During his meeting with the editors-in-chief of national newspapers on Friday, President Abdel Fattah Al-Sisi talked about the loan that Egypt is seeking from the International Monetary Fund (IMF). This was the first time that the president tackled the country’s negotiations with the IMF, as he ensured that economic reforms will be implemented and that Egyptians will be able to bear the burdens of those reforms.
The president believes that Egyptians would be prepared to face the challenges in order for Egypt to improve.
He said that Egypt cooperated with the IMF to prepare the economic reform programme, from which the people would greatly benefit, because it aims to reduce national debt and ensure that subsidies will go to those in need.
The president noted that the IMF’s agreement to provide the loan shows that Egypt has the ability to pay it back.
Aliaa Mamdouh, a former economist at CI Capital, sees that Egypt cannot postpone the IMF loan for the third time since 2011.
She believes that the president’s statements ensure that Egypt wants to borrow from the IMF. She emphasised that unofficial words from anonymous sources in the cabinet said that the loan might not actually be granted because the government cannot apply more austerity measures. However, Al-Sisi’s statements convey otherwise, she said.
Mamdouh sees that if Egypt does not implement economic reforms now, living conditions would become even harder for the people.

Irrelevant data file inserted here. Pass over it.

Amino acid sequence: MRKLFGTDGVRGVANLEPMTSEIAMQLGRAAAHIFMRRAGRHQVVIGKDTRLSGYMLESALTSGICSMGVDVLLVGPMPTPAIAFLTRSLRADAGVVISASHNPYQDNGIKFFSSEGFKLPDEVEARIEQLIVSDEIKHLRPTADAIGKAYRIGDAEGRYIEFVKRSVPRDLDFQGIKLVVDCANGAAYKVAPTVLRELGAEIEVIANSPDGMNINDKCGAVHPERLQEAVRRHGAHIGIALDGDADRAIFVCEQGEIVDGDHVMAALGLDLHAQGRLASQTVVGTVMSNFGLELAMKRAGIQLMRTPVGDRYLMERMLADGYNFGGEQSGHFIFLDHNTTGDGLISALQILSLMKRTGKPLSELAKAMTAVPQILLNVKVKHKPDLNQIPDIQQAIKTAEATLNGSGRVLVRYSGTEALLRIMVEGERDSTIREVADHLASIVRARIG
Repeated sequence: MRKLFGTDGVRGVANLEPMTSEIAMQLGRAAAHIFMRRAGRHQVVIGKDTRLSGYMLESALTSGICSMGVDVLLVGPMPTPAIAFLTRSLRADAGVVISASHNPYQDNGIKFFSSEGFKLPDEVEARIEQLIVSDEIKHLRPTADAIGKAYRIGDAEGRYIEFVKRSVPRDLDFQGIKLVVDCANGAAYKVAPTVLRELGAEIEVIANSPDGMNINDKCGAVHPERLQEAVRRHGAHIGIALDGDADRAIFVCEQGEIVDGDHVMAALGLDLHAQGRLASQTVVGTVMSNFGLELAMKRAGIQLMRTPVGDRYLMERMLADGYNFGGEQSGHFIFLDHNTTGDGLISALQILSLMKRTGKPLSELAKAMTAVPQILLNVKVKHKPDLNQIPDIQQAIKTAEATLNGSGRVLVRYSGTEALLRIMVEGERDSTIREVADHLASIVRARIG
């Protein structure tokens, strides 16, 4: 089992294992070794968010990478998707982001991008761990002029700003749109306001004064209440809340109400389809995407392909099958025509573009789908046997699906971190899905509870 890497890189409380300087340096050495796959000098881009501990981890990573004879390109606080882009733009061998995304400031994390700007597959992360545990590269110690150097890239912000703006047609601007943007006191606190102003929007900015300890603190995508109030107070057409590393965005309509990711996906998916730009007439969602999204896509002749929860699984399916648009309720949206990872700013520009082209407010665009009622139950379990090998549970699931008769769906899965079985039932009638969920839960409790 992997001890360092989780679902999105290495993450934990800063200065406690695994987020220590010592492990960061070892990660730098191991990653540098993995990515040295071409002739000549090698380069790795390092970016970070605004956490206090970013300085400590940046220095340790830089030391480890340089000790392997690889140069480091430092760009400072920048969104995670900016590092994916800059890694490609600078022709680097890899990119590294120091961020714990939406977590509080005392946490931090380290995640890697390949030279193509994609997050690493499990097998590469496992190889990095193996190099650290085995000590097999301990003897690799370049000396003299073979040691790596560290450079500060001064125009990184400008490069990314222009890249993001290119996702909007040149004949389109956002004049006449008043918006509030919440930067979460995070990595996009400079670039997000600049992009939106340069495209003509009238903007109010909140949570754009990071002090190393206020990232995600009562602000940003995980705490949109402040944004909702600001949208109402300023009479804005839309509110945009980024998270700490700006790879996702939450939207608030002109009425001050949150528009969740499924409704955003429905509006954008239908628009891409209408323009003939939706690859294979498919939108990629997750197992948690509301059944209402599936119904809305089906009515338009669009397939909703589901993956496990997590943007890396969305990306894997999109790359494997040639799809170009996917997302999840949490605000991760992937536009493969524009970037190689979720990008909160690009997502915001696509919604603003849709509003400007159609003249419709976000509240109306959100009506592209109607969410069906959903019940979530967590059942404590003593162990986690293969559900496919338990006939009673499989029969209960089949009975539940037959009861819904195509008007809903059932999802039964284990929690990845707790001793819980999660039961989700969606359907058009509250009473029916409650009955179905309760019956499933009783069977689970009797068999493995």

Neither donors, nor funds and investors will lend to or invest in Egypt unless it implements reforms, she stated.
She believes that the country’s ability to attract investments is virtually absent, explaining that only the IMF loan would show investors that Egypt is on its way to implement economic reforms that would improve the investment climate.
Although the president said that he understands how the conditions required for the loan could affect the poor in Egypt, and that the government will increase subsidies, Mamdouh stated that the current situation will get worse, no matter what.
“I’m afraid that Egypt might not be able to complete the loan tranches if the people become angry, which will show the world that the country cannot implement the reforms and that would be the worst situation ever,” Mamdouh said.
That is why the government must be concerned about reducing the side-effects of the reforms, she noted.
Mamdouh said that if the government does not reduce petroleum subsidies now, it might be easier for the people to absorb the devaluation of the Egyptian pound.